Benchmarking the Performance of a Quantum Computer
The quantum computer has been claimed to show more quantum advantage than the classical computer in solving some specific problems. Many companies and research institutes try to develop quantum computers with different physical implementations. Currently, most people only focus on the number of qubits in a quantum computer and consider it as a standard to evaluate the performance of the quantum computer intuitively. However, it is quite misleading in most times, especially for investors or governments. This is because the quantum computer works in a quite different way than classical computers. Thus, quantum benchmarking is of great importance. Currently, many quantum benchmarks are proposed from different aspects.
  • 42
  • 07 Nov 2022
Topic Review
AirPort Time Capsule
The AirPort Time Capsule (originally named Time Capsule) was a wireless router sold by Apple Inc., featuring network-attached storage (NAS) and a residential gateway router, and is one of Apple's AirPort products. They are, essentially, versions of the AirPort Extreme with an internal hard drive. Apple describes it as a "Backup Appliance", designed to work in tandem with the Time Machine backup software utility introduced in Mac OS X 10.5. Introduced on January 15, 2008 and released on February 29, 2008, the device has been upgraded several times, matching upgrades in the Extreme series routers. The earliest versions supported 802.11n wireless and came with a 500 GB hard drive in the base model, while the latest model, introduced in 2013, features 802.11ac and a 3 TB hard drive. All models include three Gigabit Ethernet ports and a single USB port. The USB port can be used for external peripheral devices to be shared over the network, such as external hard drives or printers. The NAS functionality utilizes a built-in "server grade" hard drive. On April 26, 2018, Bloomberg News announced that Apple Inc. entire AirPort line had been discontinued without replacement.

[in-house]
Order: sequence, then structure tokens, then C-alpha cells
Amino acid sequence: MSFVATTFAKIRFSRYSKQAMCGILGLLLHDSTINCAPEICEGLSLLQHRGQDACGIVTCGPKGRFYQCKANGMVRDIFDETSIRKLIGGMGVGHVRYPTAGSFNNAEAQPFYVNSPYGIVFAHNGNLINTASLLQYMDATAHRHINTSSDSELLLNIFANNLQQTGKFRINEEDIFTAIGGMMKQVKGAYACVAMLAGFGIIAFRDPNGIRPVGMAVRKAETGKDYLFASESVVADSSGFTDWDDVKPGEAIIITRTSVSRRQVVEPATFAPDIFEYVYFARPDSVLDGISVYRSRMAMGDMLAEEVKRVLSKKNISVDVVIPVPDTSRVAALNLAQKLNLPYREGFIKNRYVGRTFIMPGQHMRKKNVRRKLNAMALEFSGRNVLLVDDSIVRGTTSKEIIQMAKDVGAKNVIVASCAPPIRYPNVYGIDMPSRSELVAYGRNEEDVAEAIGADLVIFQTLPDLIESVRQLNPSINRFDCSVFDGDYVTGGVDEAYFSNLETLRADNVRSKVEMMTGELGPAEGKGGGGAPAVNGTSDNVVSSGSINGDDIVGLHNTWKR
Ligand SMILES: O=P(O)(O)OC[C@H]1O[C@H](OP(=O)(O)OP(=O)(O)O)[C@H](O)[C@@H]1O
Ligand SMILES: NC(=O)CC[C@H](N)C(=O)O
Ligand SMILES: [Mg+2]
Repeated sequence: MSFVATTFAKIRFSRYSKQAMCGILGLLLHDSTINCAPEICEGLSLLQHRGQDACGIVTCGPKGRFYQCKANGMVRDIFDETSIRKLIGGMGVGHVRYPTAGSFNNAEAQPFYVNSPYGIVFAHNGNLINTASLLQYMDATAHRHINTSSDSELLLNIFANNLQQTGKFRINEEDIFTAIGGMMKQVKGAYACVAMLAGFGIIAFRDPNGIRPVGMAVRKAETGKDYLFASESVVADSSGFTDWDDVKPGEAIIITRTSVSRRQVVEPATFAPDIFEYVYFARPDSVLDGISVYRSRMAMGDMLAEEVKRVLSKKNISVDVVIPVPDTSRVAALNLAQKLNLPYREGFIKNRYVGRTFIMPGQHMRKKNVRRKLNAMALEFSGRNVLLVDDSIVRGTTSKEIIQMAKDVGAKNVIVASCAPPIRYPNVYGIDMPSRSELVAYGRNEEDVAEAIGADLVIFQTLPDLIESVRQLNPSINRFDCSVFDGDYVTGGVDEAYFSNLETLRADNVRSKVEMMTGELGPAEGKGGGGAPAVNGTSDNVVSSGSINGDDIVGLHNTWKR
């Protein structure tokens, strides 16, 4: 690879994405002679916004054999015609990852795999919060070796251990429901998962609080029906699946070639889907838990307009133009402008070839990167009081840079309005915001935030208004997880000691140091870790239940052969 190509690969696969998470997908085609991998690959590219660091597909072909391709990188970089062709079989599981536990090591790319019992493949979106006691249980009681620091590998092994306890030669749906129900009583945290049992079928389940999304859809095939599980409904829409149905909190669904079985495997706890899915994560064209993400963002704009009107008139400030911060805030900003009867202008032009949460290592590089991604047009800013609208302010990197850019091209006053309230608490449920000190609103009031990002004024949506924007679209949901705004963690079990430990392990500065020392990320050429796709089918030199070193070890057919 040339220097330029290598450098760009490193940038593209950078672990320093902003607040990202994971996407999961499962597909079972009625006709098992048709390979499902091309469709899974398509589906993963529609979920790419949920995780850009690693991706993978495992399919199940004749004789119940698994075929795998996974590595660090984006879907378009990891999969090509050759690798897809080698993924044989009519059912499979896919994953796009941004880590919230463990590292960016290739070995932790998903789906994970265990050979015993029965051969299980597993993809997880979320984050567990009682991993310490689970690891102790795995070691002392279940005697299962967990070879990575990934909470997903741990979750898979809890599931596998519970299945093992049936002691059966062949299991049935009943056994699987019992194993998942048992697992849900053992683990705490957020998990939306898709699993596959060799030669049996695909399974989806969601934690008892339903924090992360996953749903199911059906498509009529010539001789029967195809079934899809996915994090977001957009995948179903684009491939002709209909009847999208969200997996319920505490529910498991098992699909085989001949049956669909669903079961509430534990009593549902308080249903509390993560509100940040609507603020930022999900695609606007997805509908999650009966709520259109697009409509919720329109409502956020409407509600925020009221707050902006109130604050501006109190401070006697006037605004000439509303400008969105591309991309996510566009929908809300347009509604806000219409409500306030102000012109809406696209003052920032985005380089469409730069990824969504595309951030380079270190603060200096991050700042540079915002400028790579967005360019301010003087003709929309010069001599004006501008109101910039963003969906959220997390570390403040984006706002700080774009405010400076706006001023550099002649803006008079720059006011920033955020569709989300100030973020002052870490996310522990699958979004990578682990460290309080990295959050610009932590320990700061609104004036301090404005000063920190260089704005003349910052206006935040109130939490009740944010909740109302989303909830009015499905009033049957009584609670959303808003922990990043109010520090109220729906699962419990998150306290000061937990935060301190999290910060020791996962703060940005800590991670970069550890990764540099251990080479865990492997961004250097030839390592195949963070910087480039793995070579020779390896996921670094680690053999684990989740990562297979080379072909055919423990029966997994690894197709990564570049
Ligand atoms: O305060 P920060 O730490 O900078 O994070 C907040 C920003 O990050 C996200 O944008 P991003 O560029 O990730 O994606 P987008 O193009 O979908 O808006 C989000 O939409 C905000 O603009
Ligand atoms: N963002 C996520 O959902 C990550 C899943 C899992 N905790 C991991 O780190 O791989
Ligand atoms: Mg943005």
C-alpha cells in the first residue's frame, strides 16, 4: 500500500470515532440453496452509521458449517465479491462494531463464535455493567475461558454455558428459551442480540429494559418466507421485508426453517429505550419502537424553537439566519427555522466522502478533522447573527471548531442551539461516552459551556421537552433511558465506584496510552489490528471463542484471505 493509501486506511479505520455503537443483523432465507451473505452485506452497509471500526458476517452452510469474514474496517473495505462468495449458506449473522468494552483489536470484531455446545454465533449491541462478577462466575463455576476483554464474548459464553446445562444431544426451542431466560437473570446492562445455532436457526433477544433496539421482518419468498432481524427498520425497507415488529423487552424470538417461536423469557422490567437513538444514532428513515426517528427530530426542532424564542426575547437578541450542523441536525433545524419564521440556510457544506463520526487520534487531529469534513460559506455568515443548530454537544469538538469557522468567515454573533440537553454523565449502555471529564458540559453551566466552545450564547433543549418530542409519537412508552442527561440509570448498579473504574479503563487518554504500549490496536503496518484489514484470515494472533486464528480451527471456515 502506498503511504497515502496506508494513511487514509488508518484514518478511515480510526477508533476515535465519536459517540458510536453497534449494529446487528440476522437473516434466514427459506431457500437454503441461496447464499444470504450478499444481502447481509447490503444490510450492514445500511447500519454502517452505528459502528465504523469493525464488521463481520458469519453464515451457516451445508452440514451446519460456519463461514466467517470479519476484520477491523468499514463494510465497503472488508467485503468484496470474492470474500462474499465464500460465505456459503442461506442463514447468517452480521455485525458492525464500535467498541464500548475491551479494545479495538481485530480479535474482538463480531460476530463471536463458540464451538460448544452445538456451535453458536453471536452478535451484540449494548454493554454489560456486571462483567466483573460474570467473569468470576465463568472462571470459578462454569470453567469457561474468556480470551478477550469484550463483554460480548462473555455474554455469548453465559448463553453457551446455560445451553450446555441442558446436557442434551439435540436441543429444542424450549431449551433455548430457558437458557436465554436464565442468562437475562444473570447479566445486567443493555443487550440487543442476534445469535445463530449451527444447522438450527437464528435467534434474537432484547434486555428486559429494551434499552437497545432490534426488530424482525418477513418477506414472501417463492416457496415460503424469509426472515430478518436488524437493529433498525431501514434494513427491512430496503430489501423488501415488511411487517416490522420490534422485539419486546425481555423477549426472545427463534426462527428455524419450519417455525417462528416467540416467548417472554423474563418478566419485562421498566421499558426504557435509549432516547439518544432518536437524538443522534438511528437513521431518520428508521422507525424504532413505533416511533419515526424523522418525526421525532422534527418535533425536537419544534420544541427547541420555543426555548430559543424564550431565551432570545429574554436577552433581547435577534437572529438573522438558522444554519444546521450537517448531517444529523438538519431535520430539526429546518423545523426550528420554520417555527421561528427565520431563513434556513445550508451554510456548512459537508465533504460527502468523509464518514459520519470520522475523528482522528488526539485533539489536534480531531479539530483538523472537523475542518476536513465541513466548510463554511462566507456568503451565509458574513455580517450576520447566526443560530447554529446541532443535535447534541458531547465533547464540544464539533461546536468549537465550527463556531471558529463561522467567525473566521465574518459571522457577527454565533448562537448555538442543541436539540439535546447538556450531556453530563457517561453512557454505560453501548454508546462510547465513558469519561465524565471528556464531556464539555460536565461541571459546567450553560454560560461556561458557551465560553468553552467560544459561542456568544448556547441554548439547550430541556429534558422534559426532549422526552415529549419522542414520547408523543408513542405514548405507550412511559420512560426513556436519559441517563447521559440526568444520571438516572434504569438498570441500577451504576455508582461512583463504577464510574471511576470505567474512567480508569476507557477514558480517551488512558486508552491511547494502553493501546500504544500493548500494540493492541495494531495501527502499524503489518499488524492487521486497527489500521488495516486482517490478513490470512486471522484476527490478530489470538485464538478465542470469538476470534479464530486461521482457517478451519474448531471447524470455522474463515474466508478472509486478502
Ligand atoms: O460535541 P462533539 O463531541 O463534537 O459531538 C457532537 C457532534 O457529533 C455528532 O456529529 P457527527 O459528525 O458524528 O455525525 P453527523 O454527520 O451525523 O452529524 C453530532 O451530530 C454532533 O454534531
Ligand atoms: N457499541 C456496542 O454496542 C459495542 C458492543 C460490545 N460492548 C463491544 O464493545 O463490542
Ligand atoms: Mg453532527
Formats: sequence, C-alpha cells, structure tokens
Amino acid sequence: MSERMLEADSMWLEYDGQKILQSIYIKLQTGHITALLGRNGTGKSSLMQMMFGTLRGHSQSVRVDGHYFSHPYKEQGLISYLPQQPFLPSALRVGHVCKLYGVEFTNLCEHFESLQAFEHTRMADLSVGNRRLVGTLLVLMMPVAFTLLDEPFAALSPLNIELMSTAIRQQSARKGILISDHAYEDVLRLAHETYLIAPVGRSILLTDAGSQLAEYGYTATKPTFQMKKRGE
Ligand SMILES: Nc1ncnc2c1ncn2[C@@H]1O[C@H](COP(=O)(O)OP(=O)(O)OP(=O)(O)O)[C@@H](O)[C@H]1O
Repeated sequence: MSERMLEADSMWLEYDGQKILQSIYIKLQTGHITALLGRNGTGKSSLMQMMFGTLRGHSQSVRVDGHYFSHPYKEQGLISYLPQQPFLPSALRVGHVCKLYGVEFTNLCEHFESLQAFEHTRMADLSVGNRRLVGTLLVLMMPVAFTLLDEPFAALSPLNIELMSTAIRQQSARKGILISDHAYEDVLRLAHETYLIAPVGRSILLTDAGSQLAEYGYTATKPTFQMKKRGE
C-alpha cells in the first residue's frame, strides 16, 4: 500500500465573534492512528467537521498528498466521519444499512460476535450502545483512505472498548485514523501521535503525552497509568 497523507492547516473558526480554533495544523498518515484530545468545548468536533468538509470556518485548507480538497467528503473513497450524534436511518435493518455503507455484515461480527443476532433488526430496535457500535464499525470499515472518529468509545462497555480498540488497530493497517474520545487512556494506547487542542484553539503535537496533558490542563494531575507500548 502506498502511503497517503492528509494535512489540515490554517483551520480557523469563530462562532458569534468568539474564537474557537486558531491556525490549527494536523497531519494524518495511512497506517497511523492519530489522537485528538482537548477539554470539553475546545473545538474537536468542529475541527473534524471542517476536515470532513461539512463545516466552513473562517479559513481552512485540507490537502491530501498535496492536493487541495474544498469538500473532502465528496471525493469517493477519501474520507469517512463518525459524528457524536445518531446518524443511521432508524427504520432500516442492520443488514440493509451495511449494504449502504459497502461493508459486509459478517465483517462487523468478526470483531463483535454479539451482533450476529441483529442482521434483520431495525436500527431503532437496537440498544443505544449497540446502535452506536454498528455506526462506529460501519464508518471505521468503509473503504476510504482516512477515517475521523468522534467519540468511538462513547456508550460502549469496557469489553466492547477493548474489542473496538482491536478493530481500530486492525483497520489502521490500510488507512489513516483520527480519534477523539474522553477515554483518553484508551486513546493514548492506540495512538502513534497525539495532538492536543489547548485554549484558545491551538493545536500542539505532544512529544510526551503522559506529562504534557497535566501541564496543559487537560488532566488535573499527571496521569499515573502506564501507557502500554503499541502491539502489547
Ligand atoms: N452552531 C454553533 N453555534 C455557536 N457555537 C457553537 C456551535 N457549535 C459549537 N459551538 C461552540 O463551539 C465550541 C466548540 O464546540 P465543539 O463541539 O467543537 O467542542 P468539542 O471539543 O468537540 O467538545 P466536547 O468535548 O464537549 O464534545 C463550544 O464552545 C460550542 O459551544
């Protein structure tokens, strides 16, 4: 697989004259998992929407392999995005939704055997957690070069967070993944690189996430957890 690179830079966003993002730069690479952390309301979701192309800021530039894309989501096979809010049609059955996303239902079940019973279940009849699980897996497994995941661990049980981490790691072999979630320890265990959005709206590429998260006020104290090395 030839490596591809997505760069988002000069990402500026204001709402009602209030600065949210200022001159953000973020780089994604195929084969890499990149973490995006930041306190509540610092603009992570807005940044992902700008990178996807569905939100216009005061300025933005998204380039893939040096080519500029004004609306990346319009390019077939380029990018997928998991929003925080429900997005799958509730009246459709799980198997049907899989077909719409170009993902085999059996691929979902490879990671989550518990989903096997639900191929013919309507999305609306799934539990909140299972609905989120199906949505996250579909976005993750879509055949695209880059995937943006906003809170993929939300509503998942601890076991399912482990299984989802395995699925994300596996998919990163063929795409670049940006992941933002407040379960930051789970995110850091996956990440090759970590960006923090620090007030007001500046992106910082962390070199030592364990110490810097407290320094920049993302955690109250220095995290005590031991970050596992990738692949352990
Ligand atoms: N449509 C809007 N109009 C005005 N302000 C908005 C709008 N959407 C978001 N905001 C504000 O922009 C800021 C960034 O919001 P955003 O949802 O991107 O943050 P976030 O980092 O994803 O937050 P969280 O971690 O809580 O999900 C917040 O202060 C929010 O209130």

• 38
  • 04 Nov 2022
Topic Review
Unmanned Aerial Vehicle Computing Platforms
Unprecedented advances in Unmanned Aerial Vehicles (UAVs) or drones, their application has become widespread in public and industrial sectors. Now, drones are used in many areas such as the deployment of wireless networks, product shipping and delivery, precision agriculture, object detection and tracking, border surveillance and monitoring, remote sensing and environmental monitoring, traffic control, and earth mapping.
  • 144
  • 31 Oct 2022
Topic Review
Databases in Metabolomics
Metabolomics has advanced from innovation and functional genomics tools and is currently a basis in the big data-led precision medicine era. Metabolomics is promising in the pharmaceutical field and clinical research.
  • 29
  • 27 Oct 2022
  • Page
  • of
  • 4
Top
Feedback